(strlen)(s)
to call the actual function.

I think it's allowed to #define strlen _builtin_strlen, provided that
_builtin_strlen is itself a real function
I suppose so, but there wouldn't be much point. The implementation
could just change the name of the function from "_builtin_strlen" to
"strlen".

Unless "_builtin_strlen" is some externally defined function that
happens to implement strlen() correctly, but the author of the header
doesn't have the ability to rename it.

--
Keith Thompson (The_Other_Keith) ks***@mib.org <http://www.ghoti.net/~kst>
San Diego Supercomputer Center <* <http://users.sdsc.edu/~kst>
We must do something. This is something. Therefore, we must do this.
Aug 22 '06 #13

P: n/a
Jordan Abel wrote:
2006-08-21 <ln************@nuthaus.mib.org>,
Keith Thompson wrote:
>A quibble: if <string.hdefined strlen as a macro, it must be a
function-like macro, such as:
#define strlen(s) _builtin_strlen(s)
so that a program can call
(strlen)(s)
to call the actual function.

I think it's allowed to #define strlen _builtin_strlen, provided that
_builtin_strlen is itself a real function
It's not. You're guaranteed that stringising strlen produces "strlen" (as
long as it is not followed by an opening parenthesis).
Aug 22 '06 #14

P: n/a
Harald van Dijk <tr*****@gmail.comwrites:
Jordan Abel wrote:
>2006-08-21 <ln************@nuthaus.mib.org>,
Keith Thompson wrote:
>>A quibble: if <string.hdefined strlen as a macro, it must be a
function-like macro, such as:
#define strlen(s) _builtin_strlen(s)
so that a program can call
(strlen)(s)
to call the actual function.

I think it's allowed to #define strlen _builtin_strlen, provided that
_builtin_strlen is itself a real function

It's not. You're guaranteed that stringising strlen produces "strlen" (as
long as it is not followed by an opening parenthesis).
Where (and why) is that guaranteed?

--
Keith Thompson (The_Other_Keith) ks***@mib.org <http://www.ghoti.net/~kst>
San Diego Supercomputer Center <* <http://users.sdsc.edu/~kst>
We must do something. This is something. Therefore, we must do this.
Aug 22 '06 #15

P: n/a
Harald van Dijk wrote:
Jordan Abel wrote:
>2006-08-21 <ln************@nuthaus.mib.org>,
Keith Thompson wrote:
>>A quibble: if <string.hdefined strlen as a macro, it must be a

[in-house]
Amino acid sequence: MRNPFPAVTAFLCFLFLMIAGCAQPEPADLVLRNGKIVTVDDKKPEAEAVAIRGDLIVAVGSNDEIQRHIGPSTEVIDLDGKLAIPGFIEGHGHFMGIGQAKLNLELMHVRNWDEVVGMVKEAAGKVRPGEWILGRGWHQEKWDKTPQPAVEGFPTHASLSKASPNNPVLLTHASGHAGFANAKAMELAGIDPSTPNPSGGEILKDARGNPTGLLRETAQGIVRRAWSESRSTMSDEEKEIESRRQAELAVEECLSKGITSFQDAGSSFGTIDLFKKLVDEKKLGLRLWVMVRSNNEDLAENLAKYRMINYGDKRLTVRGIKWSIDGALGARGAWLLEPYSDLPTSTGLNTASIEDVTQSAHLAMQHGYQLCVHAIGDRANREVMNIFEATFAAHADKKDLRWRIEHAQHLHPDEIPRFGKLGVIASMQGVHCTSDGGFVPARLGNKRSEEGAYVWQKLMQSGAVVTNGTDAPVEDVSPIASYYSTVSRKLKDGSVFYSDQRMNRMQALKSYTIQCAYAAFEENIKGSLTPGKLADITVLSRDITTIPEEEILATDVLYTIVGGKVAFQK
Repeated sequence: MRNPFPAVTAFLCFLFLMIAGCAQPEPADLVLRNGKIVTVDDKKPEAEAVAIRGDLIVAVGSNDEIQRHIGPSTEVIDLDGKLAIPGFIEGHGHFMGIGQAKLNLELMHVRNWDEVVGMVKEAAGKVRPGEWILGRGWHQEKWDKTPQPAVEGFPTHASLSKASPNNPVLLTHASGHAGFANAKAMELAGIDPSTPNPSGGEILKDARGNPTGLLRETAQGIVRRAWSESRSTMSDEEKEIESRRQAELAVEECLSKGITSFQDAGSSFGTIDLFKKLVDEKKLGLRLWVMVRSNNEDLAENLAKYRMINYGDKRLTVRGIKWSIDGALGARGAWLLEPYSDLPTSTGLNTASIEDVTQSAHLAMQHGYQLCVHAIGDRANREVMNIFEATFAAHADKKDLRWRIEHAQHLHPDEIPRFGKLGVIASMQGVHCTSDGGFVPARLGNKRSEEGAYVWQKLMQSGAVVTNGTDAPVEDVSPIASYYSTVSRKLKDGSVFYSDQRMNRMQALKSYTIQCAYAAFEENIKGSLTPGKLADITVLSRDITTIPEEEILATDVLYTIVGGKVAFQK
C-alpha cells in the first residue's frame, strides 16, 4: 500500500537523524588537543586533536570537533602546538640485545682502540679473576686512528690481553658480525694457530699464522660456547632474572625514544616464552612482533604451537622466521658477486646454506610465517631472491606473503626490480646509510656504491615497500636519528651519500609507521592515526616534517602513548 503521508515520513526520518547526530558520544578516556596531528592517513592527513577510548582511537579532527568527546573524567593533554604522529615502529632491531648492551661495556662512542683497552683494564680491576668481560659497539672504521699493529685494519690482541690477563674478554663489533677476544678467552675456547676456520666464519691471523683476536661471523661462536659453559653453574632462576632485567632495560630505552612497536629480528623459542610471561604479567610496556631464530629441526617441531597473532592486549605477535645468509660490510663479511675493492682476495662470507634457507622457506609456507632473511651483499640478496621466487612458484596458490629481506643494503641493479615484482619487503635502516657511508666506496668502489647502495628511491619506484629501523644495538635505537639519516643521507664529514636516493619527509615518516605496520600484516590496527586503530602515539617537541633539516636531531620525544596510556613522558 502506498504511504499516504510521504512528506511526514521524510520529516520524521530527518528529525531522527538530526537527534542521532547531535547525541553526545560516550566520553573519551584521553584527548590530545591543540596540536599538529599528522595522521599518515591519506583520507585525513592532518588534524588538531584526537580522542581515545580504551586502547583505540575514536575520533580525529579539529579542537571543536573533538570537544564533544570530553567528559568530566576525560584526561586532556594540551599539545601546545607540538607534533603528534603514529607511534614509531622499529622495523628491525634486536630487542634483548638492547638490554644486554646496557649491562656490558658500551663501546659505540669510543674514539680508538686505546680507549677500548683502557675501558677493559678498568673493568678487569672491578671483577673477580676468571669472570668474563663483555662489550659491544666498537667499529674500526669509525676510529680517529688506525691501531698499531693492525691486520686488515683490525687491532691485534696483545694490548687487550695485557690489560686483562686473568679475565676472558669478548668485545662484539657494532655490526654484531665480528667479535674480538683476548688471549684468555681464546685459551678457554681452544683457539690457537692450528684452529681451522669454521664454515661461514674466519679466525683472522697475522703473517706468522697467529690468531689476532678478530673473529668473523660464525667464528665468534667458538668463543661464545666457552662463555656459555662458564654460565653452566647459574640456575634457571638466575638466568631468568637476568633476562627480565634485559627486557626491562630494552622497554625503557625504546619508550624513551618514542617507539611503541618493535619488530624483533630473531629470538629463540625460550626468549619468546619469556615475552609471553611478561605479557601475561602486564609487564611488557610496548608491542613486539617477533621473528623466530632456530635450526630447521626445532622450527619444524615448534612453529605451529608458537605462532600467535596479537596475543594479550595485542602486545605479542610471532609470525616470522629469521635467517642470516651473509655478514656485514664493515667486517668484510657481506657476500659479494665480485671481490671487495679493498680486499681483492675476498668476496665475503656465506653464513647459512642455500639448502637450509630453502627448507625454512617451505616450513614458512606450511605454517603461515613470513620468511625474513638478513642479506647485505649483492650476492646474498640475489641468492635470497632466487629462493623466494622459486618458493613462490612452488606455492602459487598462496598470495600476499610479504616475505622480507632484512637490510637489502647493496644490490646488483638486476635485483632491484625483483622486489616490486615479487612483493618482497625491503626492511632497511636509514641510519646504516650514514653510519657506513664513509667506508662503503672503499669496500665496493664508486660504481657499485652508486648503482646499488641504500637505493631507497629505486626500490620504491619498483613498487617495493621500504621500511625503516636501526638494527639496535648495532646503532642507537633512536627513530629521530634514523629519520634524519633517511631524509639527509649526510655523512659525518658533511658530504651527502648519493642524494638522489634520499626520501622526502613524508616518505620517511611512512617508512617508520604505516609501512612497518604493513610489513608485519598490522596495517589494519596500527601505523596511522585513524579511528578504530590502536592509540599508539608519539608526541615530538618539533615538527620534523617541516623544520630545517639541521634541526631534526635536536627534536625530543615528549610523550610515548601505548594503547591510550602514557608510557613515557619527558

function-like macro, such as:
#define strlen(s) _builtin_strlen(s)
so that a program can call
(strlen)(s)
to call the actual function.
I think it's allowed to #define strlen _builtin_strlen, provided that
_builtin_strlen is itself a real function

It's not. You're guaranteed that stringising strlen produces "strlen" (as
long as it is not followed by an opening parenthesis).
Where do you see that guarantee?

--
Clark S. Cox III
cl*******@gmail.com
Aug 22 '06 #16

P: n/a
Keith Thompson wrote:
Harald van Dijk <tr*****@gmail.comwrites:
>Jordan Abel wrote:
>>2006-08-21 <ln************@nuthaus.mib.org>,
Keith Thompson wrote:
A quibble: if <string.hdefined strlen as a macro, it must be a
function-like macro, such as:
#define strlen(s) _builtin_strlen(s)
so that a program can call
(strlen)(s)
to call the actual function.

I think it's allowed to #define strlen _builtin_strlen, provided that
_builtin_strlen is itself a real function

It's not. You're guaranteed that stringising strlen produces "strlen" (as
long as it is not followed by an opening parenthesis).

Where (and why) is that guaranteed?
By the same reason stringising xxx is guaranteed to produce "xxx": the
absense of any permission to implement it as an object-like macro. It was
mainly meant to show that the as-if rule doesn't apply. I would also be
surprised if the below code is not meant to be strictly conforming:

struct {
int strlen;
} s;
#include <string.h>
int main(void) { return s.strlen; }
Aug 22 '06 #17

P: n/a
Harald van Dijk <tr*****@gmail.comwrites:
Keith Thompson wrote:
>Harald van Dijk <tr*****@gmail.comwrites:
>>Jordan Abel wrote:
2006-08-21 <ln************@nuthaus.mib.org>,
Keith Thompson wrote:
A quibble: if <string.hdefined strlen as a macro, it must be a
function-like macro, such as:
#define strlen(s) _builtin_strlen(s)